» accident w/death every 345,000 ops
 of course, real world not this predicable
Operations: ARFF

 Rapid Intervention Vehicle (RIV)


» gets there first and holds the fire a bay -
briefly
 Pumpers with AFFF (used in huge
quantity)
 Proximity suits and handliners
 TRIAGE (prioritize the injured)
Operations: ARFF

 The regulation: FAR Part 139


 Sets minimum equipment needs
 Sets minimum response times
 Sets minimum training
 Aircraft fires very different from
structural fires
Operations: Security
 Equal to city police size at larger airports
 Smaller airports may have little to no on-airport police presence
 Includes:
» beat duties
» specialized services
» anti-hijacking program
» Support passenger screening process (Part 107)
» Responds to airfield operations area (AOA) trespass
 FAR Part 107 deals only with security as it effects safety of flight
Airport Noise

 Things to do about airport noise:


» quiet the aircraft
– who: airline
» move the aircraft
– who: ATC
» move the people
– who: airport with federal help ($)
 curfew is avoiding the issue
Airport Noise

 Noise management
 Single event (dBA) is inadequate
 Cumulative noise profile (LdN) is
preferred because it quantities these
“irritants”
» frequency, intensity, time of day, duration
Airport Noise

 FAR Part 150 System


 Survey aircraft mix and traffic patterns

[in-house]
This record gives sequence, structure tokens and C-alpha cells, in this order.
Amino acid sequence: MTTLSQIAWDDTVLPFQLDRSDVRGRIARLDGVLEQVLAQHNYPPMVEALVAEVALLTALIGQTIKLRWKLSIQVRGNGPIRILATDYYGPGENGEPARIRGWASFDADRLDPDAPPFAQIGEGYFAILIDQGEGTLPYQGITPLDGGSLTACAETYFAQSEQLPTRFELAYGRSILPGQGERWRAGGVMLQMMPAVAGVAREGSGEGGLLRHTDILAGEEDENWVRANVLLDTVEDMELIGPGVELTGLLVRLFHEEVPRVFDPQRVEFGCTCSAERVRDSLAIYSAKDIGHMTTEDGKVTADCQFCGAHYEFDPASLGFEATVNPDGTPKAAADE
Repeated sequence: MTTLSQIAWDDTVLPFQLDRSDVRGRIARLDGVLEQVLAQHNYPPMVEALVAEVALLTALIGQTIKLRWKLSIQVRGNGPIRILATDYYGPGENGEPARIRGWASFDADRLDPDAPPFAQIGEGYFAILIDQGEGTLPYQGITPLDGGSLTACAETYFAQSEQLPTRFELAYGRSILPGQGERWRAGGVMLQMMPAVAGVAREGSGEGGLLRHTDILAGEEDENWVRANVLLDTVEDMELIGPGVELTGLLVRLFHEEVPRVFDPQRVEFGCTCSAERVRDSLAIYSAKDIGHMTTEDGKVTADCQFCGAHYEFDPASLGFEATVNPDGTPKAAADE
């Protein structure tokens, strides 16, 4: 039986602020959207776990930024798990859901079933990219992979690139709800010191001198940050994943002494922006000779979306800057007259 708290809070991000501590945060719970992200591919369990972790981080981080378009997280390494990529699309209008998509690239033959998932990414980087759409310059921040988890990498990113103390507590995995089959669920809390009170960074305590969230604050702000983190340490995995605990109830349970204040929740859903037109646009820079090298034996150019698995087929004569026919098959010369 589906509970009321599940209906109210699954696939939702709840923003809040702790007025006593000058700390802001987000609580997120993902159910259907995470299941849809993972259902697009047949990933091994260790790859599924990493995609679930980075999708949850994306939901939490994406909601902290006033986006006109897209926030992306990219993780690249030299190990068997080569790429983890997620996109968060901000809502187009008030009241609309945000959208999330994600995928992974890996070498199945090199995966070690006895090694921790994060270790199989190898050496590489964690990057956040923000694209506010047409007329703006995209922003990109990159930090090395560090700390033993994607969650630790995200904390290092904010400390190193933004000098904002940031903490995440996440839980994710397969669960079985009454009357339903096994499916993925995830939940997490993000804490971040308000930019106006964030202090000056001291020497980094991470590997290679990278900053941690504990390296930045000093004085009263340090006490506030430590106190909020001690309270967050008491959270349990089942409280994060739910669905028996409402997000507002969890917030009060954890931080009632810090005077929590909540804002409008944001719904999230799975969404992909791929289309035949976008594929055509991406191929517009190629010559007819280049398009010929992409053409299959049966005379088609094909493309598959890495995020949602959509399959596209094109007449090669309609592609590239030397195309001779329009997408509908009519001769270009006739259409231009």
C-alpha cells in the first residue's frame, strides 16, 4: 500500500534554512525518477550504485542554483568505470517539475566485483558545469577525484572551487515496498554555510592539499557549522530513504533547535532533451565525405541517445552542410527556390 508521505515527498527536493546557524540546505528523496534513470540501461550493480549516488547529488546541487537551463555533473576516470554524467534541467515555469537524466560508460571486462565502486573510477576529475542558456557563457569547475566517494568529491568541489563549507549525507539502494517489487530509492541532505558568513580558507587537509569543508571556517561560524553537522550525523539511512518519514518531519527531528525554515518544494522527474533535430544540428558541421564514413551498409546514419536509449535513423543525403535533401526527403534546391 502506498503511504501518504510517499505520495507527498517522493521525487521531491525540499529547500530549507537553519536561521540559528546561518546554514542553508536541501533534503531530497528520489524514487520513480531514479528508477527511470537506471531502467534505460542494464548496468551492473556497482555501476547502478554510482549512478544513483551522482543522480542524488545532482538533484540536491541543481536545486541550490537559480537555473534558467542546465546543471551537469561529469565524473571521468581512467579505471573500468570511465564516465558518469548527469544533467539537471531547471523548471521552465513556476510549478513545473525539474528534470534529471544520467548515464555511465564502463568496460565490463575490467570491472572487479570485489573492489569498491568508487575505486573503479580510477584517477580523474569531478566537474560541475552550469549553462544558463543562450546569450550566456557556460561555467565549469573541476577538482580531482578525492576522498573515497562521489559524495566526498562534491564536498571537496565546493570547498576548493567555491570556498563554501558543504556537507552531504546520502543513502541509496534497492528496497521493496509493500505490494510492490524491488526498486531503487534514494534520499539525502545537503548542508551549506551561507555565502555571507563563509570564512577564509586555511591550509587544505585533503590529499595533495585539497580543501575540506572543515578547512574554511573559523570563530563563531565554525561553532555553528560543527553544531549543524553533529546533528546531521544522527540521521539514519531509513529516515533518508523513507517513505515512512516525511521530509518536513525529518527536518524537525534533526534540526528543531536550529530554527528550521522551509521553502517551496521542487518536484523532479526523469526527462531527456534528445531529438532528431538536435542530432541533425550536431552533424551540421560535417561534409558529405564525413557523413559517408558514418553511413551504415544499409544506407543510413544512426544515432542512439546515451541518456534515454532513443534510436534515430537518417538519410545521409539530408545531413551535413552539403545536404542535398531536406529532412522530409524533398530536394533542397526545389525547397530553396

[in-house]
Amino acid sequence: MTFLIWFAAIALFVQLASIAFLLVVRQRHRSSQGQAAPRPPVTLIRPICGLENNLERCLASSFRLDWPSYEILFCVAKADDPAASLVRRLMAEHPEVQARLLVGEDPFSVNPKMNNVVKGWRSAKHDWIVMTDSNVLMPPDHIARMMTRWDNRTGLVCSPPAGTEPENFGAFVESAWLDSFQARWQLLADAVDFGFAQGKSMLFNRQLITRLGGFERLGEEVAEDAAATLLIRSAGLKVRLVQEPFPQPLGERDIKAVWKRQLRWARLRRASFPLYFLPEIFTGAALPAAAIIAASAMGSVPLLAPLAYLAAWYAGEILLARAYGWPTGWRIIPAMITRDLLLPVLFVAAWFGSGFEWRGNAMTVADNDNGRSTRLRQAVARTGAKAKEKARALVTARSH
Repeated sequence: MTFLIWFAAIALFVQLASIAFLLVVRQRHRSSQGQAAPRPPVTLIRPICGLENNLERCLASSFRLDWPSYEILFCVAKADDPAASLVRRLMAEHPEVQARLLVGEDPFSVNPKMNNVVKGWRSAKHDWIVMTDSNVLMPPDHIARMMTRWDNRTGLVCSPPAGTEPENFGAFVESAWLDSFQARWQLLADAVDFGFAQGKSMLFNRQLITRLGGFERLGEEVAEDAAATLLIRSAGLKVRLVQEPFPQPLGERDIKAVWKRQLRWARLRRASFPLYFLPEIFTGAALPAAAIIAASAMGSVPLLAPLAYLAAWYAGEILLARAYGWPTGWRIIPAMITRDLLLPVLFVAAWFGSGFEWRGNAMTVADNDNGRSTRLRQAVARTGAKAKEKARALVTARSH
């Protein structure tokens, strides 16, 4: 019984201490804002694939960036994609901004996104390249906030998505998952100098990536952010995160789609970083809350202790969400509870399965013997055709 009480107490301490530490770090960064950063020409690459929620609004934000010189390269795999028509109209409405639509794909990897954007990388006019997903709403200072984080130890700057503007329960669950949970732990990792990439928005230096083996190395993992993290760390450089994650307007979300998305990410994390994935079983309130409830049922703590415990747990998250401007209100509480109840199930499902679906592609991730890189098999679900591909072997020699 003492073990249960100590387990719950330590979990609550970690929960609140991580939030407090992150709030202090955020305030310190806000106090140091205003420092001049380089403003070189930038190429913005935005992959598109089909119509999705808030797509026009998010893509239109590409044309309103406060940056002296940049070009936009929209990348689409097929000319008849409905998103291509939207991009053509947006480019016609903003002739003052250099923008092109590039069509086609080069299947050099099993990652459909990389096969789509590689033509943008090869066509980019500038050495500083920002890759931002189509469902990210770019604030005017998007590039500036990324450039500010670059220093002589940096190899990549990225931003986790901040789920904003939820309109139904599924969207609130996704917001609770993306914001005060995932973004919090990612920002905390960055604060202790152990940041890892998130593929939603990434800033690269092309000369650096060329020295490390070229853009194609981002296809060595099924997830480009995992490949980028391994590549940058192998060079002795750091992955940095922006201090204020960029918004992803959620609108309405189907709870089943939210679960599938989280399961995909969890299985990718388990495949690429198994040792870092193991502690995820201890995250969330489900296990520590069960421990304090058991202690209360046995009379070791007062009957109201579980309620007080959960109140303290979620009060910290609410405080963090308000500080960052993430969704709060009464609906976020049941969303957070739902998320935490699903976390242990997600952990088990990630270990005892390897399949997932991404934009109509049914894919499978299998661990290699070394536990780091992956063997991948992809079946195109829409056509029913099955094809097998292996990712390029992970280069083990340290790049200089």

 Calibrate with field measurements
 Input data to computer model (INM)
 Draw Noise Exposure Map (NEM)
 Determine noise control alternatives
 Develop Land Use Plan
 Purchase homes and property or soundproof
 Noise Compatibility program/noise maps
Public Relations

 The principles
 Believe it, Love it, Live it
 BUT, DON”T STAND TOO CLOSE TO
THE DREAM
Public Relations

 The target audiences


 External
» business public
» general public
 Internal
» Business public
» Employee public
Public Relations

 The objectives
 Build an image
 Keep communicating
 Answer complaints
 Network in airport community and city
community
 Don’t forget your own employees
Who is the Airport Manager

 Profession has evolved over the years


 Many skills, communication is important
 Airport manager always caught in the
middle
» board and staff
» aviation interests and community
» national issues and local issues
» promotion of the public good with the need
to balance the budget